Solidarity and the Work of Moral UnderstandingSamuel Dishaw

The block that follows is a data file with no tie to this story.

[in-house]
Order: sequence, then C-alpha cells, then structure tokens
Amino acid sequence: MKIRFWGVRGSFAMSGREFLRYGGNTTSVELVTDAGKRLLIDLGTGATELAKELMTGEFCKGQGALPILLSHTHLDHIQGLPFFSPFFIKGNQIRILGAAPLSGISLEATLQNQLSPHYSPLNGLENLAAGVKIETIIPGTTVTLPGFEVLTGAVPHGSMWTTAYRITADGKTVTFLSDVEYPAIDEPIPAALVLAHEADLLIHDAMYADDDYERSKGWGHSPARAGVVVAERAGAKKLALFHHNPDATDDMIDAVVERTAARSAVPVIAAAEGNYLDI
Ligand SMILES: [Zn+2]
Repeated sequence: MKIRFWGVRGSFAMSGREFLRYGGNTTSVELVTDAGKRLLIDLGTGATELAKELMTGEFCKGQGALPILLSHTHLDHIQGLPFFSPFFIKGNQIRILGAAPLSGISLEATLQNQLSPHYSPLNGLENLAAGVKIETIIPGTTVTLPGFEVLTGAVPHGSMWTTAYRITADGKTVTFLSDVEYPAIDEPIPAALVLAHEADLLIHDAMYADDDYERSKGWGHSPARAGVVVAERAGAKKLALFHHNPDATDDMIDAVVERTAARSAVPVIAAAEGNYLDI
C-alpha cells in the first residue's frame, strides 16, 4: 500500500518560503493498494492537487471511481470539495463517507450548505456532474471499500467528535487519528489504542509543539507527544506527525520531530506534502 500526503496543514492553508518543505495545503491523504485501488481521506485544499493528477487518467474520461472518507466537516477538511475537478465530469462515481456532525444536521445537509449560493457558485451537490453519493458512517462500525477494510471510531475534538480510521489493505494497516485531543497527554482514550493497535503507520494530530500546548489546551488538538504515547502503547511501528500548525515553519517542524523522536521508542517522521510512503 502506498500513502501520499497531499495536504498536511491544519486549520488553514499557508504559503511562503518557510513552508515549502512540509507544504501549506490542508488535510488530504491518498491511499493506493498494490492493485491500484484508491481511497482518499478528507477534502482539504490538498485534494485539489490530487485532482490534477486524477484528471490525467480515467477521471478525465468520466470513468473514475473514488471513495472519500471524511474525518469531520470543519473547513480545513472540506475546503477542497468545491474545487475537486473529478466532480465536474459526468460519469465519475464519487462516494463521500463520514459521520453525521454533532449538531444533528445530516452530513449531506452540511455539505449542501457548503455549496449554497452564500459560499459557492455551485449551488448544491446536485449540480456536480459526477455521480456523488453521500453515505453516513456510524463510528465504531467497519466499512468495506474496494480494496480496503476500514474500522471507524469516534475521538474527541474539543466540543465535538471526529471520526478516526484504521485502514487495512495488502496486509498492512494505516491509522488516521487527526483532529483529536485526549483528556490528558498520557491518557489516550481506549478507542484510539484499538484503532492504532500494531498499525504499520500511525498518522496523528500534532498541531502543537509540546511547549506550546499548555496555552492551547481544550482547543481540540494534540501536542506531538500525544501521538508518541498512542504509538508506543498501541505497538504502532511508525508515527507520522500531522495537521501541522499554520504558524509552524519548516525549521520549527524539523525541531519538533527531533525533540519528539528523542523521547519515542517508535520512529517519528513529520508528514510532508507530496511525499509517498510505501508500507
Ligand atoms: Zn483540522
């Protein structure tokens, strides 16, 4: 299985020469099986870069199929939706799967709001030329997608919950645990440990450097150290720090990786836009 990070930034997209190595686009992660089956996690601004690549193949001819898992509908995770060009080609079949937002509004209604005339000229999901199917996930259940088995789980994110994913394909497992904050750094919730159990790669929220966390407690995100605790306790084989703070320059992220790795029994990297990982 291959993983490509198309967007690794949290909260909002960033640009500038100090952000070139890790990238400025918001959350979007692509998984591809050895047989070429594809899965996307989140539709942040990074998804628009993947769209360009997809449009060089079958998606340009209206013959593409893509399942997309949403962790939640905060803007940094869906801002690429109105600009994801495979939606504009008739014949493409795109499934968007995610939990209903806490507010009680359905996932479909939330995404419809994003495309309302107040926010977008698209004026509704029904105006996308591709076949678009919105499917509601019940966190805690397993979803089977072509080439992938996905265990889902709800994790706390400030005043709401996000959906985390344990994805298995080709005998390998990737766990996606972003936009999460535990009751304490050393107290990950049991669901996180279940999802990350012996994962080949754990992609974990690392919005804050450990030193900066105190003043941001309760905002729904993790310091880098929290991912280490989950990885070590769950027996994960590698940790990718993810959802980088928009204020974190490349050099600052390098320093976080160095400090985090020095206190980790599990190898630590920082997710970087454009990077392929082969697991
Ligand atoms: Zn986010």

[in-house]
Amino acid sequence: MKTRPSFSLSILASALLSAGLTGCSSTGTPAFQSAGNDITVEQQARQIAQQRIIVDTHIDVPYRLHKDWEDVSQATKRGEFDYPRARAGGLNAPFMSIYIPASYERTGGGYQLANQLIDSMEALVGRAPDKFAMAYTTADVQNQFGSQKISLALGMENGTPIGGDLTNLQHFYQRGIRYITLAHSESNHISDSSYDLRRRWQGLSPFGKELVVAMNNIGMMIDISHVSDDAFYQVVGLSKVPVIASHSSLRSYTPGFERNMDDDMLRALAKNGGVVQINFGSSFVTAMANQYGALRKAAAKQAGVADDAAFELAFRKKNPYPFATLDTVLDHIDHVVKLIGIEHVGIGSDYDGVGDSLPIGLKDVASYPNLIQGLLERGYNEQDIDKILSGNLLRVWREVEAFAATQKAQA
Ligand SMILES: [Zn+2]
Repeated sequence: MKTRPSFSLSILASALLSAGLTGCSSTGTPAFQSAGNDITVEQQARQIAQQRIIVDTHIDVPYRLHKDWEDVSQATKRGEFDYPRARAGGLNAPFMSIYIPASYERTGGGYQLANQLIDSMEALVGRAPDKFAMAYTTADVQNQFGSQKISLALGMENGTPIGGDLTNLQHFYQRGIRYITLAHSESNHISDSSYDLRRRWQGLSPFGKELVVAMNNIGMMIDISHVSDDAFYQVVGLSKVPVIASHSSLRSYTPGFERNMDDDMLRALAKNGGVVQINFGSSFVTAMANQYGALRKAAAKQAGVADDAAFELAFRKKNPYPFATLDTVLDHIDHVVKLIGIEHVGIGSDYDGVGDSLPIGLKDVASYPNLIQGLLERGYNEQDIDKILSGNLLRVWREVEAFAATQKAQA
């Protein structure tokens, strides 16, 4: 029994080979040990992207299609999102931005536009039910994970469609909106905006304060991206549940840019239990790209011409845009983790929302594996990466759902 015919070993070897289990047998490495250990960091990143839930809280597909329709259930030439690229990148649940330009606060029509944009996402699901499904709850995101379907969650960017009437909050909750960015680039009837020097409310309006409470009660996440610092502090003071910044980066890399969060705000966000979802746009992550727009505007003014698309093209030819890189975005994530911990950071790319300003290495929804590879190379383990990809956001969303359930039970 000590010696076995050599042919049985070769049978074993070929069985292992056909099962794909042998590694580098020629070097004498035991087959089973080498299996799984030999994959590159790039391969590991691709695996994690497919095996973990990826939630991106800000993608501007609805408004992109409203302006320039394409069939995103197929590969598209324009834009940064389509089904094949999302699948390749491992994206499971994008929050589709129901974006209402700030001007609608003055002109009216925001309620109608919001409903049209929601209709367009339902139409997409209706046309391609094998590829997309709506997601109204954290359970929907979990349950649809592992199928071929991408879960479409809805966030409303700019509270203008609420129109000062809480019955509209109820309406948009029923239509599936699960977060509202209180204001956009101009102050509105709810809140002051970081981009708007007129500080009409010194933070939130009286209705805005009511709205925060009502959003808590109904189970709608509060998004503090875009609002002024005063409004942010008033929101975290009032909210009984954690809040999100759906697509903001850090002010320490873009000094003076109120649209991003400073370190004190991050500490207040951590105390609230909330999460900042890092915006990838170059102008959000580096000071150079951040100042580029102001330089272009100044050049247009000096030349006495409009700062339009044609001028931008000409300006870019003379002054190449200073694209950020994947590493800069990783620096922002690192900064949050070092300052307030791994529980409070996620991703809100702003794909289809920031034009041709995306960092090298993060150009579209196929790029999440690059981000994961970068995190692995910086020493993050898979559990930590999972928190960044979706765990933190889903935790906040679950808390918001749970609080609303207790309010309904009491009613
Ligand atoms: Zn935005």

Because moral understanding involves a distinctly first-personal grasp of moral matters, there is a temptation to think of its value primarily in terms of achievements that reflect well on its possessor: the moral worth of one's action or the virtue of one's character. These explanations, I argue, do not do full justice to the importance of moral understanding in our moral lives. Of equal importance is the value of moral understanding in our relations with other moral agents. In particular, I argue that an understanding of moral matters is of central importance within relations of solidarity. In addition to highlighting an overlooked aspect of moral understanding's value, this view also has important implications for what solidarity requires of those who stand in that relationship.